|The Chicago Water Crib Fire of 1909.|
The fire broke on a stone pier in Lake Michigan about a mile off of 71st Street out in the early morning of On January 20, 1909 before the workers who lived in a wooden barracks building went down to the tunnel. It flashed through the wooden barracks in moments. Someone made frantic telephone call to the shore office, “The crib is on fire! For God’s sake send help at once or we will be burned alive! The tug...” That was as far as the caller got. The line went dead.
Men were burned in their bunks or trampled in the scramble to escape. The fire quickly spread to the wooden deck of the pier leaving no safe haven. They began to jump the ten feet or so into the Lake. Many drowned, others clung to ice floes.
Meanwhile on shore there was a scramble to send relief. But the main supply tug did not have a head of steam up and small boats had a hard time breaking through the shore ice. It was almost an hour before help arrived. Too late for many.
|The pier and bunkhouse as they appeared before the fire.|
Between 40 and 70 men—sources vary widely likely because no good records were kept and bodies were incinerated or lost in the lake—were killed. Upwards of 100 others barely survived by jumping into the water and clinging to ice floes until help finally arrived from the shore. Yet the horrific event is strangely missing from Chicago history which has documented and commemorated other disasters ranging from the Iroquois Theater fire and Eastland capsizing to the Holy Angel School fire and Loop El derailment. How could that be?
It has a lot to do with the victims. They were mostly immigrants, overwhelmingly Irish. They were employed by contractor George Jackson to build a brick lined tunnel from the lake to the city as a conduit for fresh water to the rapidly growing South Side. Some were experienced tunnel rats—diggers of underwater tunnels and one of the most dangerous construction jobs of all. Others were casual laborers. Most were single and itinerant—moving from job to job, city to city. The more skilled men got about $2 a week, room and board in the barracks for weeks at a time while on the job. Laborers made about a buck. A handful of foremen and superintendents did better. But by in large they were nameless and faceless with few wailing widows and children left behind. In the America of that era no population was more expendable.
The fact that the fire occurred far away from the bustling streets meant Chicago’s press was not there to document it with dramatic photographs or interviews with witnesses. They hardly even bothered to interview survivors. Alle have left is a grainy photo of some blanket wrapped survivors and some shots of the burned out pier.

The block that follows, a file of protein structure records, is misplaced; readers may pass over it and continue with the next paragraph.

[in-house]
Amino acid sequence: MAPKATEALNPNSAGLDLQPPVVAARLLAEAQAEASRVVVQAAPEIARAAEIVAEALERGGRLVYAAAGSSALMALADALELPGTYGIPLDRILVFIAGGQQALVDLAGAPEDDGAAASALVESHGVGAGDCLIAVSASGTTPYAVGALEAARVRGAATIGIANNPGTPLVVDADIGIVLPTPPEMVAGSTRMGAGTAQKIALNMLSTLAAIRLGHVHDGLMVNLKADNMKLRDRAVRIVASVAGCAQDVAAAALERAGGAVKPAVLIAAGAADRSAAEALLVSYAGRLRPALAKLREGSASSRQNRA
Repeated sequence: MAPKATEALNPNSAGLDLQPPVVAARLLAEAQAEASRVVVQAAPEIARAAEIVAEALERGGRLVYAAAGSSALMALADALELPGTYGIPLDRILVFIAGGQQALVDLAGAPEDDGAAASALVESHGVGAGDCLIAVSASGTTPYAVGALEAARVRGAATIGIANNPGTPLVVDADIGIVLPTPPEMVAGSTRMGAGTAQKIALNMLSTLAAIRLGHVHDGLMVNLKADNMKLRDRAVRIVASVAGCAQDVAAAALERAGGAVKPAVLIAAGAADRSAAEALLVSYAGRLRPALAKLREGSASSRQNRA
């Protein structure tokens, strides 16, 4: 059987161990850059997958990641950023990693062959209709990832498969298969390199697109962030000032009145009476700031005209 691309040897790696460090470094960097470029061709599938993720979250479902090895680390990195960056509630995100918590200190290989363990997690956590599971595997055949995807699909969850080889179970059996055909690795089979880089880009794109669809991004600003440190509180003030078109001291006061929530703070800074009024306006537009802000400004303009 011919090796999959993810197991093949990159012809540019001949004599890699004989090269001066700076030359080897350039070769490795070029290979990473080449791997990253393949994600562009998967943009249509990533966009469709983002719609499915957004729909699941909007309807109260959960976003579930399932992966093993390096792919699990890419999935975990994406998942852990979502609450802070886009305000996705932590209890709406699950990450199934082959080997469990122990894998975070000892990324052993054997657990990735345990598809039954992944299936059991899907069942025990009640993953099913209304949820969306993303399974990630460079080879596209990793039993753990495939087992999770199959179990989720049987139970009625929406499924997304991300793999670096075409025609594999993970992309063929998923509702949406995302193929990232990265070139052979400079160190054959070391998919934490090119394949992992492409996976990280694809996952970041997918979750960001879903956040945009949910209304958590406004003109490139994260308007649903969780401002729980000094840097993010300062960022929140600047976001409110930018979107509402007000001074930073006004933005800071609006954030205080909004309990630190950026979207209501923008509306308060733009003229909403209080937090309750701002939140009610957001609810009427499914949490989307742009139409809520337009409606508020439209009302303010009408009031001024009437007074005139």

Finally as a major municipal project with an inevitably clout heavy contractor, City authorities were not keen on a deep investigation that would have uncovered the dangerous conditions in which the men labored and lived. There would not be thundering editorials demanding reform or months of headlines about investigations. It would disappear from the city’s consciousness by the time trees on shore began to bud.
|The funeral procession for the victims.|
The exact cause of the conflagration has never been determined. It might have been that careless smoking ignited one of the flimsy mattress pads or that there was some sort of accident with the coal stoves that heated the building. At least one survivor reported that a janitor had sprinkled the barracks with gasoline to control an infestation of bed bugs. That little tidbit caused the disaster to be briefly mentioned recently when the city was cited by Orkin for two years running as the most bed bug infested city in the country.
Interest in the disaster was also stirred in 2009 when divers with the Underwater Archaeological Society of Chicago began exploring sunken remnants of the disaster and a former Chicago Fire Commissioner James Joyce took up an interest in the case. But after a short flurry of newspaper articles, the Crib fire rapidly faded back into oblivion.